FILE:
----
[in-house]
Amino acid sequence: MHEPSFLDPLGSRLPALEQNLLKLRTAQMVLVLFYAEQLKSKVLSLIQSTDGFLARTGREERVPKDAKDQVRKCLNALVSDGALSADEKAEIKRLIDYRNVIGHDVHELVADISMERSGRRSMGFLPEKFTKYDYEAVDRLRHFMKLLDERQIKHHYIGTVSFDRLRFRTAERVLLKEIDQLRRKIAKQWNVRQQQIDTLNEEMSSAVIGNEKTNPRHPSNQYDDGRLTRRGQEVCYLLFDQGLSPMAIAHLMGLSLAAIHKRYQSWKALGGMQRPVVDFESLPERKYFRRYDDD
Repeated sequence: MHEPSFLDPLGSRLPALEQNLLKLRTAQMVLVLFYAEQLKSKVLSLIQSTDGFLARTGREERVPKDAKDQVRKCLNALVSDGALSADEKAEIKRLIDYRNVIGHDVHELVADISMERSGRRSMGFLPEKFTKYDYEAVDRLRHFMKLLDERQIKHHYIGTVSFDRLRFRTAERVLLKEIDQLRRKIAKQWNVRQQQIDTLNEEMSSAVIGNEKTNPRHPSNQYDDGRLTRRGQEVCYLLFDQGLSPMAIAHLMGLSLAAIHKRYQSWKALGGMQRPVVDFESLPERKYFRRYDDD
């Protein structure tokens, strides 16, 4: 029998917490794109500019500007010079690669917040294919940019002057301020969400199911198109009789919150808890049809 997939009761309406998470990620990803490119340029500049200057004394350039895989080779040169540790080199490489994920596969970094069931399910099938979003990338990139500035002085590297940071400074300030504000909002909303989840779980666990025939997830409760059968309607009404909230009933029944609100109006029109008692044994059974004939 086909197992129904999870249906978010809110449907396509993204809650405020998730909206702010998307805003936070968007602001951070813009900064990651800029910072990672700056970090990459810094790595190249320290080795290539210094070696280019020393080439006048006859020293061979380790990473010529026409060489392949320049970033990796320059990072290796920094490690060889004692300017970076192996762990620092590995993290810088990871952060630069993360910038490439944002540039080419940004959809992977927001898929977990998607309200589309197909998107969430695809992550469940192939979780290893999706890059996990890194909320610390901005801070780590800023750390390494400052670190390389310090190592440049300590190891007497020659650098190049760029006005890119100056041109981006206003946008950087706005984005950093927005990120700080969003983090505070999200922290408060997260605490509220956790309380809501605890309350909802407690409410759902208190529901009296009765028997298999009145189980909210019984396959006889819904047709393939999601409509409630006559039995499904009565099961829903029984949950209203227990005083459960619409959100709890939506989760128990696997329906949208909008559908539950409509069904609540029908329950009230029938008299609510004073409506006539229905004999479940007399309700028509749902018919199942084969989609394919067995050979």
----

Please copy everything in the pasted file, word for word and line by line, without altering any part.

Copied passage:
[in-house]
Amino acid sequence: MHEPSFLDPLGSRLPALEQNLLKLRTAQMVLVLFYAEQLKSKVLSLIQSTDGFLARTGREERVPKDAKDQVRKCLNALVSDGALSADEKAEIKRLIDYRNVIGHDVHELVADISMERSGRRSMGFLPEKFTKYDYEAVDRLRHFMKLLDERQIKHHYIGTVSFDRLRFRTAERVLLKEIDQLRRKIAKQWNVRQQQIDTLNEEMSSAVIGNEKTNPRHPSNQYDDGRLTRRGQEVCYLLFDQGLSPMAIAHLMGLSLAAIHKRYQSWKALGGMQRPVVDFESLPERKYFRRYDDD
Repeated sequence: MHEPSFLDPLGSRLPALEQNLLKLRTAQMVLVLFYAEQLKSKVLSLIQSTDGFLARTGREERVPKDAKDQVRKCLNALVSDGALSADEKAEIKRLIDYRNVIGHDVHELVADISMERSGRRSMGFLPEKFTKYDYEAVDRLRHFMKLLDERQIKHHYIGTVSFDRLRFRTAERVLLKEIDQLRRKIAKQWNVRQQQIDTLNEEMSSAVIGNEKTNPRHPSNQYDDGRLTRRGQEVCYLLFDQGLSPMAIAHLMGLSLAAIHKRYQSWKALGGMQRPVVDFESLPERKYFRRYDDD
């Protein structure tokens, strides 16, 4: 029998917490794109500019500007010079690669917040294919940019002057301020969400199911198109009789919150808890049809 997939009761309406998470990620990803490119340029500049200057004394350039895989080779040169540790080199490489994920596969970094069931399910099938979003990338990139500035002085590297940071400074300030504000909002909303989840779980666990025939997830409760059968309607009404909230009933029944609100109006029109008692044994059974004939 086909197992129904999870249906978010809110449907396509993204809650405020998730909206702010998307805003936070968007602001951070813009900064990651800029910072990672700056970090990459810094790595190249320290080795290539210094070696280019020393080439006048006859020293061979380790990473010529026409060489392949320049970033990796320059990072290796920094490690060889004692300017970076192996762990620092590995993290810088990871952060630069993360910038490439944002540039080419940004959809992977927001898929977990998607309200589309197909998107969430695809992550469940192939979780290893999706890059996990890194909320610390901005801070780590800023750390390494400052670190390389310090190592440049300590190891007497020659650098190049760029006005890119100056041109981006206003946008950087706005984005950093927005990120700080969003983090505070999200922290408060997260605490509220956790309380809501605890309350909802407690409410759902208190529901009296009765028997298999009145189980909210019984396959006889819904047709393939999601409509409630006559039995499904009565099961829903029984949950209203227990005083459960619409959100709890939506989760128990696997329906949208909008559908539950409509069904609540029908329950009230029938008299609510004073409506006539229905004999479940007399309700028509749902018919199942084969989609394919067995050979």